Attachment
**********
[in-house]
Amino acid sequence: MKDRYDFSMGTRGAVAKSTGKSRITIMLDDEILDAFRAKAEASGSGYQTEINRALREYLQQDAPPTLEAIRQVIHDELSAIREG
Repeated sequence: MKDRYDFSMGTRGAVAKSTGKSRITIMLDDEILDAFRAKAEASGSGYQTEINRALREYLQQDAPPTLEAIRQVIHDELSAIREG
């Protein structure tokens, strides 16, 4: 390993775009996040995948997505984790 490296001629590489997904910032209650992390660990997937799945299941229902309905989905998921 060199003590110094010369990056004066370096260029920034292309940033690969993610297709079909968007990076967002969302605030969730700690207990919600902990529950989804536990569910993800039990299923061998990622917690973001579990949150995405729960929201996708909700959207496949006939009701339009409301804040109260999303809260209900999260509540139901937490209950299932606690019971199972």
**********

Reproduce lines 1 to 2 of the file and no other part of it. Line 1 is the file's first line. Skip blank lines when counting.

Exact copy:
[in-house]
Amino acid sequence: MKDRYDFSMGTRGAVAKSTGKSRITIMLDDEILDAFRAKAEASGSGYQTEINRALREYLQQDAPPTLEAIRQVIHDELSAIREG